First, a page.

City’s whistleblower program saw 49 per cent jump in use in 2015: auditor
Investigations as a result of complaints only climbed 3 per cent
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Almost 50 per cent more city employees sought to blow the whistle on something they found inappropriate last year than in 2014, according to the city’s auditor.
Auditor Katharine Palmer’s annual report to council, which goes to the city’s audit committee Thursday, looks at the program and how it is working for city employees.
According to the Palmer, there was a 49 per cent increase in the number of new files opened in 2015 when compared to 2014.
Of the 88 files opened in 2015, 35 warranted investigations. That number only increased by 3 per cent over 2014 numbers.
Palmer reported that the city increased resources to clean up a number of outstanding files in 2015. There were 73 files still open, and at various stages of completion, at the end of last year.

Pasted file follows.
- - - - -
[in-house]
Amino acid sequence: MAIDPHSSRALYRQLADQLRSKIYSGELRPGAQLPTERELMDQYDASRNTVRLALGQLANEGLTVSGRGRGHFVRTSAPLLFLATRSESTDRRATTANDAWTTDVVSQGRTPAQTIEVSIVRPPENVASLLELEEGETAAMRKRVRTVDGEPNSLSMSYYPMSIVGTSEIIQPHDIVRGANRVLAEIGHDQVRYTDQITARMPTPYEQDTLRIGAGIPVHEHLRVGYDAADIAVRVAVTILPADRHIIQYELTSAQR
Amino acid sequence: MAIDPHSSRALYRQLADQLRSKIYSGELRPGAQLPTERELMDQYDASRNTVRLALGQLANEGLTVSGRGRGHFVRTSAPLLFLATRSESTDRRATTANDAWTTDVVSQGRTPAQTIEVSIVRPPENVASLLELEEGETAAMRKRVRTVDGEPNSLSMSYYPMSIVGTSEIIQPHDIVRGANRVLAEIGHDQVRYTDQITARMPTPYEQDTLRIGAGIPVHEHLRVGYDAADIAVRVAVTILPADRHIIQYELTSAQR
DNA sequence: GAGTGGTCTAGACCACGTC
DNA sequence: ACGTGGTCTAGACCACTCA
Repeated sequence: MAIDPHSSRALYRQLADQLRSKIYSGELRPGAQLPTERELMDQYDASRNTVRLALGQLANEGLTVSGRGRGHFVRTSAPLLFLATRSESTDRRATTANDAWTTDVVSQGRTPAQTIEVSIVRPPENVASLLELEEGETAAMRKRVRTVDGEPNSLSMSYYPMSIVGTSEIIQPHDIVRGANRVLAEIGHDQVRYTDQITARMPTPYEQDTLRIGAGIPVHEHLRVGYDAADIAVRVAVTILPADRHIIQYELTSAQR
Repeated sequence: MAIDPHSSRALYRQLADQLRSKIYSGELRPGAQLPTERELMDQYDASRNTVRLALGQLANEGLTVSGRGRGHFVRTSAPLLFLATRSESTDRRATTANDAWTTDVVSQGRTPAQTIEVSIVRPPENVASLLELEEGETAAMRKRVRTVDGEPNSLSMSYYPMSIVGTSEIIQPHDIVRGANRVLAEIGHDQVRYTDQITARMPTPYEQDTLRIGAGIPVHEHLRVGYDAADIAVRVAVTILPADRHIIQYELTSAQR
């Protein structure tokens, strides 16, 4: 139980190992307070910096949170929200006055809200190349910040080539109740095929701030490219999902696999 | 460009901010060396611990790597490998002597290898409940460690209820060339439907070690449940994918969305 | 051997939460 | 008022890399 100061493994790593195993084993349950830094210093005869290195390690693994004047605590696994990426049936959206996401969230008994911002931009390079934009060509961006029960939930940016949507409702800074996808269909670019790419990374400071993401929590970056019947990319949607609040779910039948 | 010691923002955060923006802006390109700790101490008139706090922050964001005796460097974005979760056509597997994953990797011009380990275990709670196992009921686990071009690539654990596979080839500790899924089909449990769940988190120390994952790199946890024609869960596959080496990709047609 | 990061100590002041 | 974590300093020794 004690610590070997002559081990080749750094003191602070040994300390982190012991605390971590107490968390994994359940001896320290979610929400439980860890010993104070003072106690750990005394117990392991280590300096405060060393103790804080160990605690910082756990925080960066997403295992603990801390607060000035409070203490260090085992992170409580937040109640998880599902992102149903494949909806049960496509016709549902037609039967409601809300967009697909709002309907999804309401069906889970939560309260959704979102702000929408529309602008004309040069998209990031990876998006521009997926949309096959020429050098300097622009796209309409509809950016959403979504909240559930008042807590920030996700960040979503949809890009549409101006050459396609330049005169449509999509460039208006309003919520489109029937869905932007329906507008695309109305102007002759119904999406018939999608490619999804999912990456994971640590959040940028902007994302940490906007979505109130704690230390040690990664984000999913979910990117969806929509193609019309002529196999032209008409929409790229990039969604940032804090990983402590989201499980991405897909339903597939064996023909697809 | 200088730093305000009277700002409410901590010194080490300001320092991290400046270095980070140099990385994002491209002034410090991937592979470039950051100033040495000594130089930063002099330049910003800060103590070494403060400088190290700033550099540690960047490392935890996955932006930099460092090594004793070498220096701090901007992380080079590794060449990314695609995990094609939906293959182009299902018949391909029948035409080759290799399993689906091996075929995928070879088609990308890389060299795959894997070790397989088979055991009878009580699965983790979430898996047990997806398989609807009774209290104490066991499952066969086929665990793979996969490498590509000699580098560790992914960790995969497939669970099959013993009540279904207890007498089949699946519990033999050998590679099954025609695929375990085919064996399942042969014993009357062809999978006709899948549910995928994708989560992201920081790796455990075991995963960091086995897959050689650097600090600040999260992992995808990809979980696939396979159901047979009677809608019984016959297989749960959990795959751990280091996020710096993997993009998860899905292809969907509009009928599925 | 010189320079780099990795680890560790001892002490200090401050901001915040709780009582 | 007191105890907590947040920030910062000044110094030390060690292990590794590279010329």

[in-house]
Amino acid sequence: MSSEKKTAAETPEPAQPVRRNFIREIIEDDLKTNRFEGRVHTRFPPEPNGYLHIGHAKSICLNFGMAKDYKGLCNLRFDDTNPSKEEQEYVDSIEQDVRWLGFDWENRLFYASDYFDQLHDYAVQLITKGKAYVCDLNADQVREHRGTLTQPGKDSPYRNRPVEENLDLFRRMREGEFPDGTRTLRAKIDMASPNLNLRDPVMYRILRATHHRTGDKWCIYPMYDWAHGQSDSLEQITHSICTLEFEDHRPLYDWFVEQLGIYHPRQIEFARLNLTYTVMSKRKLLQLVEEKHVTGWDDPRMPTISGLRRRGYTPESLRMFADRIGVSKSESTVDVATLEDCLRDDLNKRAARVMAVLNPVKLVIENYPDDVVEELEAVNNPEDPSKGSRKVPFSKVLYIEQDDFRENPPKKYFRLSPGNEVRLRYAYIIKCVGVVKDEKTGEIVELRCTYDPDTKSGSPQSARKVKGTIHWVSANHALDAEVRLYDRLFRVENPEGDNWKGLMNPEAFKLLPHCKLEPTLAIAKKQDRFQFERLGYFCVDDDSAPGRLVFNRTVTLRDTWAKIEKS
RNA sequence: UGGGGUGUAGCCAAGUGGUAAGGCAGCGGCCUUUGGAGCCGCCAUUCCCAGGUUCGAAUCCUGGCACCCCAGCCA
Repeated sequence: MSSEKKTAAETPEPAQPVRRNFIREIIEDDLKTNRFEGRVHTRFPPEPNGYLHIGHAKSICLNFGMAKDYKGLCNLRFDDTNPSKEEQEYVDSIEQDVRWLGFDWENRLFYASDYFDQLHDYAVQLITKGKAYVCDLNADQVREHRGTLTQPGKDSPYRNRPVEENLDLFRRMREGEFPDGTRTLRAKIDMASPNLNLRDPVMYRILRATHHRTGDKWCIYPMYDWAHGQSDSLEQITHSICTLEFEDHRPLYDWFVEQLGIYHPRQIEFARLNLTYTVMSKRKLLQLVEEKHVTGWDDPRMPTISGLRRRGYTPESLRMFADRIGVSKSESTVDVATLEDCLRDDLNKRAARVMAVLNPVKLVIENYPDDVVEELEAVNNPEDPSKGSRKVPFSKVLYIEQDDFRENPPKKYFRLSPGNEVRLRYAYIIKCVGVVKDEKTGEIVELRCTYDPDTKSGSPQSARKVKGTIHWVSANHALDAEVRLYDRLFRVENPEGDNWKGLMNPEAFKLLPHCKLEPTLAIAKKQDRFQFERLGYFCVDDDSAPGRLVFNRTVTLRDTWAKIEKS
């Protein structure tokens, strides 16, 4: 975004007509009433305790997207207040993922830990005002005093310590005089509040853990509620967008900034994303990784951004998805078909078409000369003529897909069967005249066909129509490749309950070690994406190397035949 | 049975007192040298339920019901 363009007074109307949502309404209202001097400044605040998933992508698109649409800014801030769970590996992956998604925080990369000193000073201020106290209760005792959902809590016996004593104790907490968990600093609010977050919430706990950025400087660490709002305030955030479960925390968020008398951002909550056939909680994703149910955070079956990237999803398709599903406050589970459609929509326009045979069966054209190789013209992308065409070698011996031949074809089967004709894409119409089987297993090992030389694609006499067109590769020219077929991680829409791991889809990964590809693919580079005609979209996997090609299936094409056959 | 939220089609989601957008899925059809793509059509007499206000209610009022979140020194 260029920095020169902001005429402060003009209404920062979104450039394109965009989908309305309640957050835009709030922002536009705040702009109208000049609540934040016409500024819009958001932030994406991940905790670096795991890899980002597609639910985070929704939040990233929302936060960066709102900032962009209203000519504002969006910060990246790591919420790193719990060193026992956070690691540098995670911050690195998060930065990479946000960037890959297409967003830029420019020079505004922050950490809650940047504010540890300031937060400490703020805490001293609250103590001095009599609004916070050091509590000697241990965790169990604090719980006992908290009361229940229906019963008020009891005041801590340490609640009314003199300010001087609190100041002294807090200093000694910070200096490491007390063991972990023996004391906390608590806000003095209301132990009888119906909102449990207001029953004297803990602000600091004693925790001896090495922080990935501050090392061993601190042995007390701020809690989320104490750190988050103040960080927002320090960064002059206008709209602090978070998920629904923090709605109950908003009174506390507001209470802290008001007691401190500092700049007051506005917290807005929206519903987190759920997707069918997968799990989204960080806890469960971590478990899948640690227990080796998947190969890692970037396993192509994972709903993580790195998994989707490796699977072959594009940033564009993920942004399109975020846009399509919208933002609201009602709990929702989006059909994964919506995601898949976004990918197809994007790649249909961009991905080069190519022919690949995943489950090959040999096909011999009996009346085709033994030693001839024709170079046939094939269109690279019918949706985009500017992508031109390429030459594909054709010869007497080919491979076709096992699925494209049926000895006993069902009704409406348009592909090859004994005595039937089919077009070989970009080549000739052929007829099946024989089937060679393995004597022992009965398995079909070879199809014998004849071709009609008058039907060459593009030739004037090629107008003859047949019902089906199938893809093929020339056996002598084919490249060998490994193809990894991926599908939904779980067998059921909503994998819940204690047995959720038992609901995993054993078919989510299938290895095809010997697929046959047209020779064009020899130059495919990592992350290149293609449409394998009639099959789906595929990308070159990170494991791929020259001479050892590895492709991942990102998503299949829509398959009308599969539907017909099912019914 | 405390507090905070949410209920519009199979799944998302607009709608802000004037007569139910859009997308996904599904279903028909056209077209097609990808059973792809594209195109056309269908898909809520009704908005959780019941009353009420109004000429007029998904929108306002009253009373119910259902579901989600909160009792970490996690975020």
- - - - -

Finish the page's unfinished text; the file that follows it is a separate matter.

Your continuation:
Coun. Richard Pootmans said the growing number of files could be slightly misleading, as there have been years since the program’s inception in 2007 when they saw nearly 100 files opened.
Overall, he believes the program is healthy and working.
“I agree with the auditor’s report that they view this (increasing use) as growing confidence in the program. From the little bit I’m familiar with it, there’s still some lack of clarity on what the terms of the whistleblower program are about.”
He said the program’s key focus is on waste and wrongdoing for city employees or city operations. Pootmans has seen examples of whistleblower files being redirected to administration when they are actually human resources issues that don’t warrant full investigations.